Optimize query computation
The following best practices provide guidance on controlling query computation.
Avoid repeatedly transforming data through SQL queries
Best practice: If you are using SQL to perform ETL operations, avoid situations where you are repeatedly transforming the same data.
For example, if you are using SQL to trim strings or extract data by using regular expressions, it is more performant to materialize the transformed results in a destination table. Functions like regular expressions require additional computation. Querying the destination table without the added transformation overhead is much more efficient.
Use approximate aggregation functions
Best practice: If your use case supports it, use an approximate aggregation function.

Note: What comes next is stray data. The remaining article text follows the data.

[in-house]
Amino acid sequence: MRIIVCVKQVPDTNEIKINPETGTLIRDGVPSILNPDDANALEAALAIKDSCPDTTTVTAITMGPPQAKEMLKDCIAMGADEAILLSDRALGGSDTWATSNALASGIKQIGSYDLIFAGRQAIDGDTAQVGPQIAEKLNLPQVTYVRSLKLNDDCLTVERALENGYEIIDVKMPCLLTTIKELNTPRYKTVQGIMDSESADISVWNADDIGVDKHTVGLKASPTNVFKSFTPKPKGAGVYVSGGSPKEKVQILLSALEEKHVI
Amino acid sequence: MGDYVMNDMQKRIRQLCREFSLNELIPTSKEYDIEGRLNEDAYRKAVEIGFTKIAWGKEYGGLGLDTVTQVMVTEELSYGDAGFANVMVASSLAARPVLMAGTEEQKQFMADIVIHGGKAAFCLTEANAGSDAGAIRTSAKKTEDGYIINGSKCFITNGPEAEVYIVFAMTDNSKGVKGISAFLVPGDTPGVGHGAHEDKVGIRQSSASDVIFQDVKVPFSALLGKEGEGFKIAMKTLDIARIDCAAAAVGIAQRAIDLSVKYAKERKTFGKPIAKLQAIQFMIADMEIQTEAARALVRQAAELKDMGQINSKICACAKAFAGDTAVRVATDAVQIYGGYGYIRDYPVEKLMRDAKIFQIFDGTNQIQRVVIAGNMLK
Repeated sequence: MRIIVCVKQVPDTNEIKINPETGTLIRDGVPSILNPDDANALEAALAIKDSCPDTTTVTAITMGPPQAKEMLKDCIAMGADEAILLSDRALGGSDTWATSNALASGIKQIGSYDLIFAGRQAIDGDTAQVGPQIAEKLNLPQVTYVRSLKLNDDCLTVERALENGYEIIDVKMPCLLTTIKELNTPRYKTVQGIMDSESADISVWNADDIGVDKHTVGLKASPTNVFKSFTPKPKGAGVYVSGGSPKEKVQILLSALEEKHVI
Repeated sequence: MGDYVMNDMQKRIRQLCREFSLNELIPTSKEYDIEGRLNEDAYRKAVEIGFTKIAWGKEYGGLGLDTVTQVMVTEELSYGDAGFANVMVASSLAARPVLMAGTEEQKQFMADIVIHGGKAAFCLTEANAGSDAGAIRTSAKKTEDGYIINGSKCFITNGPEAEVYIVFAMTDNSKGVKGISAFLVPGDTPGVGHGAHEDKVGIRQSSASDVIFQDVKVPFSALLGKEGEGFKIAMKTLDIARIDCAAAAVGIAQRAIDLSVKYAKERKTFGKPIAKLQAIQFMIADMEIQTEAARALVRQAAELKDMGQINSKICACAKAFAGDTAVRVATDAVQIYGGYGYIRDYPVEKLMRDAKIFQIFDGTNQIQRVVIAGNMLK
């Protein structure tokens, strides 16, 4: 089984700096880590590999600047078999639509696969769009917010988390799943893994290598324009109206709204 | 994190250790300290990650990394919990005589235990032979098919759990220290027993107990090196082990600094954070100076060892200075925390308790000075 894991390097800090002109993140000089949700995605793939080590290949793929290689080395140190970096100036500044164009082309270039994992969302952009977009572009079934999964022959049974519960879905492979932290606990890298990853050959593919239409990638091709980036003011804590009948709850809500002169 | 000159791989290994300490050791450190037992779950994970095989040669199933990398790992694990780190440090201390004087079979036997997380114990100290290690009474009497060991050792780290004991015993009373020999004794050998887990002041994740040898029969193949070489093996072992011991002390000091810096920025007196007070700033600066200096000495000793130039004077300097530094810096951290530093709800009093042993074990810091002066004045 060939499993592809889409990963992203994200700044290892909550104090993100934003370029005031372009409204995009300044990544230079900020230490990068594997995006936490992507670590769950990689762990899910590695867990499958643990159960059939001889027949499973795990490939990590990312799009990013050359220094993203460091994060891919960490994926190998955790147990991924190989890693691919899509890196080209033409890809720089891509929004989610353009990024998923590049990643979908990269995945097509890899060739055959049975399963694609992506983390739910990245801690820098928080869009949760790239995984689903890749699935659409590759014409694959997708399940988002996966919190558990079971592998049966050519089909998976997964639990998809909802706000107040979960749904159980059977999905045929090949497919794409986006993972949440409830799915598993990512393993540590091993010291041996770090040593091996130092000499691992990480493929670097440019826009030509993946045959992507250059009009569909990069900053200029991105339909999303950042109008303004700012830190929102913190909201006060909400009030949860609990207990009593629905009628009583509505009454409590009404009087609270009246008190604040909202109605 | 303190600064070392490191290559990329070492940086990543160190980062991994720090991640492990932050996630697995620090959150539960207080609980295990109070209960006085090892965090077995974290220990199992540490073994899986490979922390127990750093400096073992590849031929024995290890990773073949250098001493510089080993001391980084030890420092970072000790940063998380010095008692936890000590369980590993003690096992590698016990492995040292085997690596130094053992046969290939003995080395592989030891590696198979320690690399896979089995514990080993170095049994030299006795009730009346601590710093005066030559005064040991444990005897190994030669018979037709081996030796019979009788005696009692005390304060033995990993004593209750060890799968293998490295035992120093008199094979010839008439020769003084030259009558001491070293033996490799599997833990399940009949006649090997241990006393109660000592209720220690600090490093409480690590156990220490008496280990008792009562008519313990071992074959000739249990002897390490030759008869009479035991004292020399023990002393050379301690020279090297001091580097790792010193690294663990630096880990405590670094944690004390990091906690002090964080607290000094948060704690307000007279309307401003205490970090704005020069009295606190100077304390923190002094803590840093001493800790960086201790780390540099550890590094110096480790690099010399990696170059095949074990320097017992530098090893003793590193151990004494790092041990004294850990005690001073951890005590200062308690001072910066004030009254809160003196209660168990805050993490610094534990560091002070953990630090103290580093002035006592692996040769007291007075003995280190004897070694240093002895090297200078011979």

If the SQL aggregation function you're using has an equivalent approximation
function, the approximation function yields faster query performance. For
example, instead of using
more information, see approximate aggregation functions
in the standard SQL reference.
You can also use
HyperLogLog++ functions to do approximations (including custom
approximate aggregations). For more information, see
in the standard SQL reference.
Use aggregate analytic function to obtain the latest record
Best practice: To obtain the latest record, use the
ARRAY_AGG() aggregate analytic function instead of using numbering
functions, such as
ROW_NUMBER(), allows a query to run more
efficiently because the
ORDER BY clause is allowed to drop everything except
the top record on each
GROUP BY clause. For example,
SELECT event.* FROM ( SELECT id, ARRAY_AGG( t ORDER BY t.created_at DESC LIMIT 1 )[OFFSET(0)] event FROM `dataset.table` t GROUP BY id )
For more information, see Aggregate analytic functions in the standard SQL reference.
Order query operations to maximize performance
Best practice: Use
ORDER BY only in the outermost query or within window
clauses (analytic functions). Push complex operations to the end of the query.
If you need to sort data, filter first to reduce the number of values that you